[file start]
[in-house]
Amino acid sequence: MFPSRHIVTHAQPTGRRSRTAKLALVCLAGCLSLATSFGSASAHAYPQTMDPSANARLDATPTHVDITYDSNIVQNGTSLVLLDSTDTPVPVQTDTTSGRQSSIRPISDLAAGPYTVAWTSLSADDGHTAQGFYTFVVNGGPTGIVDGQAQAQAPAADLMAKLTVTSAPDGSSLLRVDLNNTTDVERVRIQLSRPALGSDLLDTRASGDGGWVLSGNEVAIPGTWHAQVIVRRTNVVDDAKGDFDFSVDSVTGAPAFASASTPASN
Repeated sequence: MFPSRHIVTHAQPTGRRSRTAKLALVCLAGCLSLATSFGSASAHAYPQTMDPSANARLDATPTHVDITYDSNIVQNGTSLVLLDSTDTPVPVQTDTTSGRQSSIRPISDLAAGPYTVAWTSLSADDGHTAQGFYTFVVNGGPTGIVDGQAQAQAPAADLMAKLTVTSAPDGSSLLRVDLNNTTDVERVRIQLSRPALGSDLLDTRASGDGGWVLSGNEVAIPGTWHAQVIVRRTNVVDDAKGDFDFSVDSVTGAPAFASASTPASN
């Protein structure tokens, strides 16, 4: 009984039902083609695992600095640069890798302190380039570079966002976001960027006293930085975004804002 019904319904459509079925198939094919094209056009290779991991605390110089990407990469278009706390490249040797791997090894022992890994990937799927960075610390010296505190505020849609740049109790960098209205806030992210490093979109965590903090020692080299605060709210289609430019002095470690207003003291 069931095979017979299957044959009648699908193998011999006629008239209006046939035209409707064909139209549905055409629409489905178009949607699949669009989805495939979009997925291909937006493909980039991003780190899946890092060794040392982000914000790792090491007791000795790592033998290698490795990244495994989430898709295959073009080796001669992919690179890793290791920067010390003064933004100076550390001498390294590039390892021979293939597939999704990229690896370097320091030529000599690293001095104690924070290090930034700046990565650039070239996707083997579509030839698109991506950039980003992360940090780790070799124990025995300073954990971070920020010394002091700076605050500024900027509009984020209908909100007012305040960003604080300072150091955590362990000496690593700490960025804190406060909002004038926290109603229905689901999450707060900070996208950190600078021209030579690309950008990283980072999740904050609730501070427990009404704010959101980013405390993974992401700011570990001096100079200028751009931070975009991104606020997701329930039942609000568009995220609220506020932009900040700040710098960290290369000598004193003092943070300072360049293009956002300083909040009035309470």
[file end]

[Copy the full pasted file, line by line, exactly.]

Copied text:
[in-house]
Amino acid sequence: MFPSRHIVTHAQPTGRRSRTAKLALVCLAGCLSLATSFGSASAHAYPQTMDPSANARLDATPTHVDITYDSNIVQNGTSLVLLDSTDTPVPVQTDTTSGRQSSIRPISDLAAGPYTVAWTSLSADDGHTAQGFYTFVVNGGPTGIVDGQAQAQAPAADLMAKLTVTSAPDGSSLLRVDLNNTTDVERVRIQLSRPALGSDLLDTRASGDGGWVLSGNEVAIPGTWHAQVIVRRTNVVDDAKGDFDFSVDSVTGAPAFASASTPASN
Repeated sequence: MFPSRHIVTHAQPTGRRSRTAKLALVCLAGCLSLATSFGSASAHAYPQTMDPSANARLDATPTHVDITYDSNIVQNGTSLVLLDSTDTPVPVQTDTTSGRQSSIRPISDLAAGPYTVAWTSLSADDGHTAQGFYTFVVNGGPTGIVDGQAQAQAPAADLMAKLTVTSAPDGSSLLRVDLNNTTDVERVRIQLSRPALGSDLLDTRASGDGGWVLSGNEVAIPGTWHAQVIVRRTNVVDDAKGDFDFSVDSVTGAPAFASASTPASN
């Protein structure tokens, strides 16, 4: 009984039902083609695992600095640069890798302190380039570079966002976001960027006293930085975004804002 019904319904459509079925198939094919094209056009290779991991605390110089990407990469278009706390490249040797791997090894022992890994990937799927960075610390010296505190505020849609740049109790960098209205806030992210490093979109965590903090020692080299605060709210289609430019002095470690207003003291 069931095979017979299957044959009648699908193998011999006629008239209006046939035209409707064909139209549905055409629409489905178009949607699949669009989805495939979009997925291909937006493909980039991003780190899946890092060794040392982000914000790792090491007791000795790592033998290698490795990244495994989430898709295959073009080796001669992919690179890793290791920067010390003064933004100076550390001498390294590039390892021979293939597939999704990229690896370097320091030529000599690293001095104690924070290090930034700046990565650039070239996707083997579509030839698109991506950039980003992360940090780790070799124990025995300073954990971070920020010394002091700076605050500024900027509009984020209908909100007012305040960003604080300072150091955590362990000496690593700490960025804190406060909002004038926290109603229905689901999450707060900070996208950190600078021209030579690309950008990283980072999740904050609730501070427990009404704010959101980013405390993974992401700011570990001096100079200028751009931070975009991104606020997701329930039942609000568009995220609220506020932009900040700040710098960290290369000598004193003092943070300072360049293009956002300083909040009035309470």